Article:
No, I don't see the contemporary evidence. Becke is not contemporary, nor does he say that SÚnarmont developed a doctrine, nor that Senarmont was the first - at least, I can't find where he does.
It is possible I've misunderstood the thrust of your argument, which I've taken to be that SÚnarmont created and exhibited at Friedland a novel offensive handling of artillery that then entered the French lexicon to be emulated by later artillerists.
It is certainly a perspective that a number of historians appear to share.
Is this perspective actually justified? If I have understood your thesis, I accept that superficial consultation of the empirical evidence seems to support it (Ocana, Wagram, SÚnarmont's attempt at Talavera, Lutzen), but I haven't encountered (perhaps you have) any specific evidence that makes clear contemporary recognition of this as a new tactic, or contemporary evidence that connects SÚnarmont's exhibition of a new tactical tool to its inclusion in the proverbial box.
That doesn't mean that the doctrine has to be written down, by any means. After all, where was French artillery drill for companies written down for most of the war?
From my perspective, it seems even more likely that SÚnarmont grasped what was available, and pushed new tools to a greater distance. As you say, massing of guns was not new, aggressive use of artillery was not new (e.g., battalion guns, horse artillery), I suspect even some massing with aggressive use was probably not new (how many horse companies does it take to constitute "massed"). A new conceptual mobility had been conferred upon the period with the development of tactical units of artillery that previous wars had lacked, and these faciliated control and mobility. SÚnarmont put these to use to solve an immediate tactical problem, and then went and got more as the first lot proved to be inadequate to the task. It does not appear to have been a tactical resolution upon which he had deliberated beforehand. Did this operation become a tactical doctrine? Unclear to me. Did later gunners implement a doctrine, or emulate a successful operation, or simply develop a very similar resolution to a similar tactical problem? I don't know.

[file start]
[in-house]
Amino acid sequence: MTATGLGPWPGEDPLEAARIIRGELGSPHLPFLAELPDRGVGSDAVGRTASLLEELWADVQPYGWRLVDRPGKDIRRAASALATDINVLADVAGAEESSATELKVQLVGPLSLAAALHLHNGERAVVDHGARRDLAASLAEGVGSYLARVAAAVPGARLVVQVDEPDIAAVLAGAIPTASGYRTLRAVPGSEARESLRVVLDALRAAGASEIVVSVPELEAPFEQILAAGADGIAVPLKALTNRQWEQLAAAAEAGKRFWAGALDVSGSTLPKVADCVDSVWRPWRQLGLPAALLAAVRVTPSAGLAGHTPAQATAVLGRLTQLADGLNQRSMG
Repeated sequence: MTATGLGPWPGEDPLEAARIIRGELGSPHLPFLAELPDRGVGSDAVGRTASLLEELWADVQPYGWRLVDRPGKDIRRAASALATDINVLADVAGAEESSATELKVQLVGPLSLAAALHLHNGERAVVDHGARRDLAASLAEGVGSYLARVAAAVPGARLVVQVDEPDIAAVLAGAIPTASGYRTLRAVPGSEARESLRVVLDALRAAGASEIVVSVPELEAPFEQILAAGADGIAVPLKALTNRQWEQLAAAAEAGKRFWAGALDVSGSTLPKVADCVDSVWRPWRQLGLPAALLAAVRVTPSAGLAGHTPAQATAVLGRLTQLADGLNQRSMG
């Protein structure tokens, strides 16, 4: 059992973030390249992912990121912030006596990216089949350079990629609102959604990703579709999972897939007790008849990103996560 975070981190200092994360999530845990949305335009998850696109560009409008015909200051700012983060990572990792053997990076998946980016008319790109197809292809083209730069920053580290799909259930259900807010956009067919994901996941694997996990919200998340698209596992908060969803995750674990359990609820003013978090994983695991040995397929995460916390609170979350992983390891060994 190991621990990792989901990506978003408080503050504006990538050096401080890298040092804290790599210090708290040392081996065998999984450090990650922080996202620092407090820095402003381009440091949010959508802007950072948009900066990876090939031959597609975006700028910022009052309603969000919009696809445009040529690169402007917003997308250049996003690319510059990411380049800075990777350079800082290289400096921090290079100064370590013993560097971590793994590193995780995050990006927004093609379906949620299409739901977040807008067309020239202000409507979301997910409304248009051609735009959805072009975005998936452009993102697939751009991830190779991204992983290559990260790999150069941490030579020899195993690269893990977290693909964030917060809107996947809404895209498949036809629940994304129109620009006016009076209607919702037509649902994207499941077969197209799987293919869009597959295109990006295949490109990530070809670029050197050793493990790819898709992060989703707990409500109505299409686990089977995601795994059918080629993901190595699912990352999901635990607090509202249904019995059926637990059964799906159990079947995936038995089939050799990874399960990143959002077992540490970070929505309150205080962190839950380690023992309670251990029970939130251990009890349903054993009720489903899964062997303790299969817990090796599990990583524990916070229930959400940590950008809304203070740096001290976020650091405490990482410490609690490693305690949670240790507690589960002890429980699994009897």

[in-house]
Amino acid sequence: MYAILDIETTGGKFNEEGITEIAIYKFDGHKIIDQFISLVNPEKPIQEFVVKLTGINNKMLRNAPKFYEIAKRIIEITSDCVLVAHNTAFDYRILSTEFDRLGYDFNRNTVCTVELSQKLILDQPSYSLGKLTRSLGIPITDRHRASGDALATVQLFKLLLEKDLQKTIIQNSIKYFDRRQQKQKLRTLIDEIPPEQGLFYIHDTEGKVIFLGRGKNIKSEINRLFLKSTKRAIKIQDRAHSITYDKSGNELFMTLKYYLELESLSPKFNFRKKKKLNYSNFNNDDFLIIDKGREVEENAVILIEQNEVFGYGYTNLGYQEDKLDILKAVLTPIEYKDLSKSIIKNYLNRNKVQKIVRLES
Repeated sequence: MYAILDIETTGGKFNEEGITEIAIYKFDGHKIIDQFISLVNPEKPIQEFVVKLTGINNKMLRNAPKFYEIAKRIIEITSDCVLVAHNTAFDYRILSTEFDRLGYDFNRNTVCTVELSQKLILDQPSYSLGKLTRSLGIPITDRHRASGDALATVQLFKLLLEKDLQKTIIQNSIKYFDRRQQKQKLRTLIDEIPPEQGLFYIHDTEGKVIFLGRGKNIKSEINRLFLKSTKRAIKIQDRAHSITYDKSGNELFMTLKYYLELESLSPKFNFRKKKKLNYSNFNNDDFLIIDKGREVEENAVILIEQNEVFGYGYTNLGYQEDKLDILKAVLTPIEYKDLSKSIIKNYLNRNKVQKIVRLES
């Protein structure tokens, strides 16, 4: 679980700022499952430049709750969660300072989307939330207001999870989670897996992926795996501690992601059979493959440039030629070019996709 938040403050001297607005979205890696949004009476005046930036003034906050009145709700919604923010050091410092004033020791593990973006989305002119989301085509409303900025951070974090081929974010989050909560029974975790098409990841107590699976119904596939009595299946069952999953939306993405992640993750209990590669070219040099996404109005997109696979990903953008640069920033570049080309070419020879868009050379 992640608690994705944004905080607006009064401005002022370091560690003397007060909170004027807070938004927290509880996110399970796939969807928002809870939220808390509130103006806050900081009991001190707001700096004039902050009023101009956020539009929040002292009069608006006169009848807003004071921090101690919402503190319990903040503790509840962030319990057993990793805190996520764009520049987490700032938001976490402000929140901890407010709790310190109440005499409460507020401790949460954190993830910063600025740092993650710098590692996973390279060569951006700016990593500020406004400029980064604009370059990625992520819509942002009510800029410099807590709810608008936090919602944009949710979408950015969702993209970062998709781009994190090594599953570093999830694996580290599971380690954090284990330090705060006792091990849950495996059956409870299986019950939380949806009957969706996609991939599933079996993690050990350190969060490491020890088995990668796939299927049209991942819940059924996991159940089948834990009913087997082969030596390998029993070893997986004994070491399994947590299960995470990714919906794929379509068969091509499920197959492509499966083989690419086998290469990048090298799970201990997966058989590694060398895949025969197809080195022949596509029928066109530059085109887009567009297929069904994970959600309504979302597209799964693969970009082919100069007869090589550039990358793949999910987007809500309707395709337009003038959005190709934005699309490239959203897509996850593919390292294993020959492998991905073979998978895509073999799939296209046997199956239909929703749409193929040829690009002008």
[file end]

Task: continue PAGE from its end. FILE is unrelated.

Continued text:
My suspicion that SÚnarmont's accomplishment was less of a doctrinal invention, and more of a logical development of the tools' potential is reinforced by the British artillery charge at Talavera. I think it unlikely that British artillery field officers there had studied SÚnarmont's action at Friedland two years earlier, or sought to emulate the fellow who was quite literally across the olive orchards from them, yet Lt-Col. Robe gathered three brigades of artillery together (18 pieces of ordnance) and conducted a veritable artillery charge with them, a counter-attack against Laval's division, and appears to have been witheringly successful. Robe didn't have as good a press agent as SÚnarmont :o)
But I suspect the solution arose from resolving a roughly similar tactical problem with similar tools to hand. In other words, there are moments and circumstances, in which artillery, if suitably organized to facilitate control and mobility, and if courageously and thoughtfully led, could be applied by any nation to aggressively solve a tactical problem. But that didn't make the solution a tactical doctrine, consciously grasped by colleagues...did it?
I'm trying simply to see if later historians are guilty of a little ill-considered hype, instead of a deeper examination of the dynamics at play.
Regards - Howie